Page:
Internally finishes are of an equally high quality with white Italian porcelain floor tiles laid in the generous atrium, monochrome kitchen/diner/living area and matching utility room. The left side of the ground floor has two double bedrooms, which share a jack and jill bathroom and have smoked oak engineered wood flooring. The atrium itself contains a striking glass and oak staircase with a galleried landing above flanked by a glass balustrade, with lightboxes allowing daylight to drop into the white space, while a feature chandelier sparkles above. Upstairs there are two large bedrooms including the master suite, which has a dressing area and en suite shower room, and a family bathroom that features a freestanding bath. To make the most of the view, an upstairs seating area called the sea lounge has full length glass sliding doors which open out onto a covered balcony, equipped with all-weather seating and a glass balustrade that offers uninterrupted views of the seascape beyond. All of these rooms are fitted with radiators, although these are rarely, if ever, used because of the efficiency of the underfloor heating on the ground floor and the super-insulated external walls.

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Outside, the original stone boundary wall has remained intact with an entrance cut into it and matching stone pillars built at either side. A tarmac drive lined sweeps up towards the house, with gentle borders which have been turfed and finished with topiary planting. Sandstone steps and a sandstone courtyard feature inset lighting and a detached garage is located to the side of the house finished to the same standard as the house itself.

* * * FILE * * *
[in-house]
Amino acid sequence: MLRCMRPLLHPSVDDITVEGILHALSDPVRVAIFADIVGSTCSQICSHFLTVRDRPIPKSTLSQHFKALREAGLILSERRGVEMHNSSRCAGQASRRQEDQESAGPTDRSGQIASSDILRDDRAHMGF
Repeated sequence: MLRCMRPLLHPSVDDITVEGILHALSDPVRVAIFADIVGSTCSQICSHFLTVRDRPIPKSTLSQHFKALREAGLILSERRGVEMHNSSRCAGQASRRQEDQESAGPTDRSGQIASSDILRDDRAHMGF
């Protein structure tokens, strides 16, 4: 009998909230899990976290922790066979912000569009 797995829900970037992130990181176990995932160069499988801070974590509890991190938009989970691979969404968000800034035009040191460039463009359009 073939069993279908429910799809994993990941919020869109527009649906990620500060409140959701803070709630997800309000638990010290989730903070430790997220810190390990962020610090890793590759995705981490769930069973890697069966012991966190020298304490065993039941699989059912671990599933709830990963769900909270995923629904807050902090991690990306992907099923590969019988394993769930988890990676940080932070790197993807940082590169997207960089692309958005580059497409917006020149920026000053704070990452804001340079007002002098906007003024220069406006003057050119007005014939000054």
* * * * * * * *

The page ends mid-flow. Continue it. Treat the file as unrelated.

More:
Wendy, Gary and Daniel remained living in their old house during the build, until two weeks before they moved in, but Wendy and Gary were working next door every day and so were on site to watch the project progress. “We grew close to Steven’s team of builders and tradespeople, who would come to the offices to get us when something exciting was happening,” says Wendy. She and Gary were impressed with the attitudes and the working practices of Steven and his staff. “They were skilful, friendly and they kept the site very clean. There wasn’t really much of an impact for us, they handled it all very well”, Wendy says.

Steven says: “I have a really great team of people working on site, and there could be anything up to 25 people there at any one time. We made a point of ensuring that Wendy and Gary were getting the home of their dreams and made considerable changes to the original plans.”

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Most changes to the design we must emphasise were implemented before any work began, and the amended drawings received planning permission without resistance. As the house’s footprint grew however, so did the price. “We had a budget in mind of around £400,000, but this soon grew to almost £440,000. We knew we were heading over budget as changes were made but this was our choice. Making rooms bigger, changing the garage into a pool room meaning it needed additional underfloor heating, and adding a SONOS system; we made sure everything was to a higher spec, and that costs money,” says Wendy.

Five bedrooms on the plans eventually became four, as two smaller rooms were combined to make one with more generous proportions. “Our plan to downsize went out of the window but what we have now is a home that will suit our needs even when we can no longer get up the stairs. It’s got everything we need on the ground floor, and it’s great for socialising!” says Wendy. “Our son Daniel has a large bedroom with his bed at one end and a sofa at the other with his games consoles and TV – I doubt he’ll ever move out!”